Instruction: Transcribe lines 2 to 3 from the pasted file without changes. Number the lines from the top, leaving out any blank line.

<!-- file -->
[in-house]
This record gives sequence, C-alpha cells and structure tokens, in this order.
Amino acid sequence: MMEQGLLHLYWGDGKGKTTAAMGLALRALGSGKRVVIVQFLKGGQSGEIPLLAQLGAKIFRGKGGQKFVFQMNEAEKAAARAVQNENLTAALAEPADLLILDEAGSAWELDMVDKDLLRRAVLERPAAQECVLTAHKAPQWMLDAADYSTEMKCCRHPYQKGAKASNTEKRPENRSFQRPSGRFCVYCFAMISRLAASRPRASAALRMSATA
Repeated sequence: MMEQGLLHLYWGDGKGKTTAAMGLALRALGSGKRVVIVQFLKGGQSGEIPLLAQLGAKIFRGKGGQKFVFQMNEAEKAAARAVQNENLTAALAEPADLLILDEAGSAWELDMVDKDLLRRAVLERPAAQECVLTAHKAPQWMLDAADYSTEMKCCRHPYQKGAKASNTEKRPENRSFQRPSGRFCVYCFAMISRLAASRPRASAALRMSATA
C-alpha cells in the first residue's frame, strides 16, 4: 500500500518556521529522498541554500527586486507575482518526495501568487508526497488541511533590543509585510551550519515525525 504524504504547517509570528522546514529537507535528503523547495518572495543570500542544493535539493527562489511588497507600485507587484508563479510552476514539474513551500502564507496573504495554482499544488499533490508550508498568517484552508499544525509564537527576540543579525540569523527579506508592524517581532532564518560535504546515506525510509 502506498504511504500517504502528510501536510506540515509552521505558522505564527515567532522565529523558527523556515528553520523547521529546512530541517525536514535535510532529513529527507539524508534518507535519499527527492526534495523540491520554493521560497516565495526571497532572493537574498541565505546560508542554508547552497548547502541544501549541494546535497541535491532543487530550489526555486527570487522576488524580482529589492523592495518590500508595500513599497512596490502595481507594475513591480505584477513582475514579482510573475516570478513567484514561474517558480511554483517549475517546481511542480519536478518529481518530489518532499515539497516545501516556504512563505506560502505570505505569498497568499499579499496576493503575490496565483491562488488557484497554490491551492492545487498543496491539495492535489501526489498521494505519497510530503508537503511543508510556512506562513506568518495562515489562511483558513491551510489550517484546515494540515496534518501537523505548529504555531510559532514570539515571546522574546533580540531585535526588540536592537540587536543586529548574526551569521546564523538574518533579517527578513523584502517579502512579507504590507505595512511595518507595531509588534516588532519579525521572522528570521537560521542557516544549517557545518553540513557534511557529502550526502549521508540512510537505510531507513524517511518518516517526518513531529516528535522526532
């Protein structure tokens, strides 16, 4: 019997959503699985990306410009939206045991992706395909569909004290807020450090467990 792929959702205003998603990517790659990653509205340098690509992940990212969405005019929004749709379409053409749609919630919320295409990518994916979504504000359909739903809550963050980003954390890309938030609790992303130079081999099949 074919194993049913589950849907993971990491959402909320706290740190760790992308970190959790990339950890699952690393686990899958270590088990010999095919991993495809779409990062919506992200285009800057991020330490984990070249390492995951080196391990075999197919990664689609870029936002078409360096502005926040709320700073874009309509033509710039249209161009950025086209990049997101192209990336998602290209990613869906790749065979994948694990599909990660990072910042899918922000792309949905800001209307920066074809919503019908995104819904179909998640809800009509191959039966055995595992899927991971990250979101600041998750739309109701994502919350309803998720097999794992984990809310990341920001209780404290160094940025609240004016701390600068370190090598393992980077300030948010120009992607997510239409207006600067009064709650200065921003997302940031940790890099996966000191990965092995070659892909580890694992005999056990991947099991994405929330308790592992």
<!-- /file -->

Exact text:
This record gives sequence, C-alpha cells and structure tokens, in this order.
Amino acid sequence: MMEQGLLHLYWGDGKGKTTAAMGLALRALGSGKRVVIVQFLKGGQSGEIPLLAQLGAKIFRGKGGQKFVFQMNEAEKAAARAVQNENLTAALAEPADLLILDEAGSAWELDMVDKDLLRRAVLERPAAQECVLTAHKAPQWMLDAADYSTEMKCCRHPYQKGAKASNTEKRPENRSFQRPSGRFCVYCFAMISRLAASRPRASAALRMSATA